A movant may not use a motion for a new trial "to introduce new evidence, tender new legal theories, or raise arguments that could have been offered or raised prior to entry of judgment." Parton v. White, 203 F.3d 552 (8th Cir. 2000) (citation omitted); Capitol Indemnity Corp. v. Russellville Steel Co., Inc., 367 F.3d 831, 834 (8th Cir. 2004). The movant must "specifically identify the alleged erroneous ruling and the improperly excluded evidence." Sec. Inc. v. Comprehensive Software Sys., Inc., 406 F.3d 1052, 1059 (8th Cir. 2005) (citations and internal quotations omitted).


Defendant argues that Plaintiff failed to establish a legally sufficient evidentiary basis for causation on the two submissions that Mr. Templin was negligent for continuing the workout after Plaintiff reported injury. Defendant also argues that there was a lack of legally sufficient evidentiary basis for the elements of the standard of care and causation on the third submission that Mr. Templin failed to conduct a proper evaluation of Plaintiff.

Plaintiff presented testimony for the jury's consideration through his treating physician, Dr. Bailey. Dr. Bailey linked Plaintiff's symptoms after continuing to lift at the direction of Mr. Templin, to the herniated disc suffered by Plaintiff. As Plaintiff points out, Defendant's retained expert did not testify to the contrary. The evidence presented at trial was sufficient for the jury's verdict. Defendant's insistence the evidence was speculation is not supported by the record. Plaintiff's treating physician testified as to his opinion regarding the causal relationship between the continued workout and Plaintiff's injury. Defendant's insistence on more specific testimony is without merit. The record establishes that testimony was presented to connect the injury to the actions of Defendant's employee. Additionally, there was testimony that Mr. Templin failed to ascertain when Plaintiff last worked out, failed to complete Plaintiff's evaluation and failed to terminate the workout after Plaintiff complained of back pain. The jury was given the charge to evaluate all of the evidence and render its decision based on the evidence presented. This Court cannot interfere with the jury's finding of causation.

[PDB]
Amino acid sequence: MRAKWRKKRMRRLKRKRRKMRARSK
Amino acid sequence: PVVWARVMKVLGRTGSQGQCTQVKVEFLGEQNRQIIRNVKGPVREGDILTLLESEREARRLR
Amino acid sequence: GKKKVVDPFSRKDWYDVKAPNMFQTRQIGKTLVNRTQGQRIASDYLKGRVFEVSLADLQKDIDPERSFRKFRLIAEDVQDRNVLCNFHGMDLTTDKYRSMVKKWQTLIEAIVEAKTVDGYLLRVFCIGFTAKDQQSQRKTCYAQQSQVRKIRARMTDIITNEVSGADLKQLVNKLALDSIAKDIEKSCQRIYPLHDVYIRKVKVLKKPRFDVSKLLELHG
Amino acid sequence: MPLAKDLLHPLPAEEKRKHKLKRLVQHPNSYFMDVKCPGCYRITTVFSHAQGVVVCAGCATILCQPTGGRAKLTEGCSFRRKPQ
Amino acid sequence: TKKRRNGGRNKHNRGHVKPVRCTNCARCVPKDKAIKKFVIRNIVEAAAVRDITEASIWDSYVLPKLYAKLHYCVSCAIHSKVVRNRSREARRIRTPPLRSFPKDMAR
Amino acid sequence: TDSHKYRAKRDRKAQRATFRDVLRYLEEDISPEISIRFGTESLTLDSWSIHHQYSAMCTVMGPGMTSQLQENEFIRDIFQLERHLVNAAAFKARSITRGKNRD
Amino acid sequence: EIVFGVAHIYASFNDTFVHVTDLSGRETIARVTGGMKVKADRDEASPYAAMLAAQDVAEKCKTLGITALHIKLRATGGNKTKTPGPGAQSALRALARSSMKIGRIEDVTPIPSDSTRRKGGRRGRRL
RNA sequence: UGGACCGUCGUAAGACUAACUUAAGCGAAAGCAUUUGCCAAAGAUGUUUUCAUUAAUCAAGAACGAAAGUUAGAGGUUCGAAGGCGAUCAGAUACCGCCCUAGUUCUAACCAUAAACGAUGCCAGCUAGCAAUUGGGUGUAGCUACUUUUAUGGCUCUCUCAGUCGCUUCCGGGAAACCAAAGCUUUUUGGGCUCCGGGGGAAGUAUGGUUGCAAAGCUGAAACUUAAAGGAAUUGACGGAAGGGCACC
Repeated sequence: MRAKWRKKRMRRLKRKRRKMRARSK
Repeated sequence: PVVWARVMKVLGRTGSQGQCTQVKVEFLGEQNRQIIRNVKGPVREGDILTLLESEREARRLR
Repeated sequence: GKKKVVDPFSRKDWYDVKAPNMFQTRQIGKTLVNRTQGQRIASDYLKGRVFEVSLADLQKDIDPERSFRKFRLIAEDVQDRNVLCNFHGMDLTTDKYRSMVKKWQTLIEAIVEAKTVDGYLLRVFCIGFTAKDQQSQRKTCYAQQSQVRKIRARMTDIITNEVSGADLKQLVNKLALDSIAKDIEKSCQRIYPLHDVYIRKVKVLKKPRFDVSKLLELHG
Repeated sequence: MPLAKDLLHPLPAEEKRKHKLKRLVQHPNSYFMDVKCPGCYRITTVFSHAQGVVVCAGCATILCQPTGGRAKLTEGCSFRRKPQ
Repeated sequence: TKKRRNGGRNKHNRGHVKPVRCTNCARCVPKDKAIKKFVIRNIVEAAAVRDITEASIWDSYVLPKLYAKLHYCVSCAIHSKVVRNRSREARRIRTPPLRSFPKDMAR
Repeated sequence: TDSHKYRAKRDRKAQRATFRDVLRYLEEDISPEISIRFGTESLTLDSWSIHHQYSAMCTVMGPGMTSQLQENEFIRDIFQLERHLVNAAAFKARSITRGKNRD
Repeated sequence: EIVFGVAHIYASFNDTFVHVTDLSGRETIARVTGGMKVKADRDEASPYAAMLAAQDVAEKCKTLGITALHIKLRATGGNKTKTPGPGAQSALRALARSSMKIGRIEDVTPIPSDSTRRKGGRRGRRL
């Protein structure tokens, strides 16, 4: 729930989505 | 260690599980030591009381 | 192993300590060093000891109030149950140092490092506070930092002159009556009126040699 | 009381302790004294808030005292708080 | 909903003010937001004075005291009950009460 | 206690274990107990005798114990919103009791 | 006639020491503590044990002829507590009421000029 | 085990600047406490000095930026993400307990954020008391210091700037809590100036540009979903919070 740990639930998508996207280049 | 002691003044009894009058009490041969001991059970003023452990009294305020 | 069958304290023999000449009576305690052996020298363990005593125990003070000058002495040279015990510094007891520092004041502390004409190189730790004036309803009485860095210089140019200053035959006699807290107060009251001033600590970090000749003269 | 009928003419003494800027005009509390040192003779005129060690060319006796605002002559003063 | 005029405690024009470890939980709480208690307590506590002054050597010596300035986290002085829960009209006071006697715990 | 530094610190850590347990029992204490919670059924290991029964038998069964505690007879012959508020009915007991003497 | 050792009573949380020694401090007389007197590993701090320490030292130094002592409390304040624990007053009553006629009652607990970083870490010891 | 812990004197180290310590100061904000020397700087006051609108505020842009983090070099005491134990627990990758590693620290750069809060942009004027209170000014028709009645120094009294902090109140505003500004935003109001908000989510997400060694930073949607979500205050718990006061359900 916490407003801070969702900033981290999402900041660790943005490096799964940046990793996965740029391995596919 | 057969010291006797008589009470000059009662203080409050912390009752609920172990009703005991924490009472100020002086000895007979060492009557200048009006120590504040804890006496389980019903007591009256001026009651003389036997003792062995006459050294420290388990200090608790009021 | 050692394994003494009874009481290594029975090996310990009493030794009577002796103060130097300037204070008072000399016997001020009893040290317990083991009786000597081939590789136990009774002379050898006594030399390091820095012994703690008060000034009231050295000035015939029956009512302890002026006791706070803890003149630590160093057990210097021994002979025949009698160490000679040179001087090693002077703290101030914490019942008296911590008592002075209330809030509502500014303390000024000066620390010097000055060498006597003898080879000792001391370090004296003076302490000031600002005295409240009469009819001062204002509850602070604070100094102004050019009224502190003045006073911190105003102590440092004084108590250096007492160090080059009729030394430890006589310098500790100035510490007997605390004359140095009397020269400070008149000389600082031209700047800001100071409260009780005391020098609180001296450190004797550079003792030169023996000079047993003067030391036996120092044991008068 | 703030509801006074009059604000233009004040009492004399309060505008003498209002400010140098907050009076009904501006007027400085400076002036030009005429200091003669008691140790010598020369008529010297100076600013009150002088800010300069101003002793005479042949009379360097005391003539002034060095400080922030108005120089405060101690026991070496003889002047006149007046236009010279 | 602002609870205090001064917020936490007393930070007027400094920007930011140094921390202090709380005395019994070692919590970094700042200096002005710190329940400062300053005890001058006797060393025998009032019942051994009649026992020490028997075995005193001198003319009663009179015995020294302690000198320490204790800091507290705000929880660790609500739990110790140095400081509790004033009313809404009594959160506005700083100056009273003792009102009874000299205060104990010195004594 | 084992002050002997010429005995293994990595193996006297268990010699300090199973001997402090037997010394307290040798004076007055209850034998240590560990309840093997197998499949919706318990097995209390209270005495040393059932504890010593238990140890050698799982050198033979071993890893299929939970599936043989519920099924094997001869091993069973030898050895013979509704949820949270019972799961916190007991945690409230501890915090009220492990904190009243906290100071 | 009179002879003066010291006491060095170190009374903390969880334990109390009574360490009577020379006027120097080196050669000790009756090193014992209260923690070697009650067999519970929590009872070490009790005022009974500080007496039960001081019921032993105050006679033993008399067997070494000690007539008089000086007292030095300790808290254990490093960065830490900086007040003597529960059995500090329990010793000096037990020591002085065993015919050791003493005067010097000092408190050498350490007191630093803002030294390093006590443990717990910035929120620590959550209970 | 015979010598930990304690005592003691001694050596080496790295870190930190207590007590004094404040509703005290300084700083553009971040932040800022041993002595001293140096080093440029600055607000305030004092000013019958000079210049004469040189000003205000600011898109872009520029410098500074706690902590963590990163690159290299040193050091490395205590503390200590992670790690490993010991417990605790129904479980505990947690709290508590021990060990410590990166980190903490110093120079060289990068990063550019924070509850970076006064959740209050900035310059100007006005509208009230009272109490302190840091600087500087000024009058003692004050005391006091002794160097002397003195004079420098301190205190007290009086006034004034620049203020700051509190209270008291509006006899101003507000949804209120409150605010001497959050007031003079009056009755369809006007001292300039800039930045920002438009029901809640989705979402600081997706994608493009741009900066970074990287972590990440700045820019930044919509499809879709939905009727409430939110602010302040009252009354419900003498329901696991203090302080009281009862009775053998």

Defendant extensively argues that it is entitled to judgment or a new trial based on the instruction that was given to the jury regarding the "continuation" of his workout, while the medical opinion evidence was that Plaintiff sustained a herniated disc "during" his workout. Defendant's argument is unavailing. "During" encompasses "continued." The injury which occurred "during" the workout necessarily includes the "continuation" thereof, especially taken within the context of the evidence and all the other instructions taken together.


Defendant has not established that the evidence is insufficient to support the jury's verdict, nor has it established that the record is fraught with such error that a manifest injustice has resulted.


IT IS HEREBY ORDERED that Defendants' Motion for Judgment as a Matter of Law or in the Alternative, for New Trial, [Doc. No. 65], is DENIED.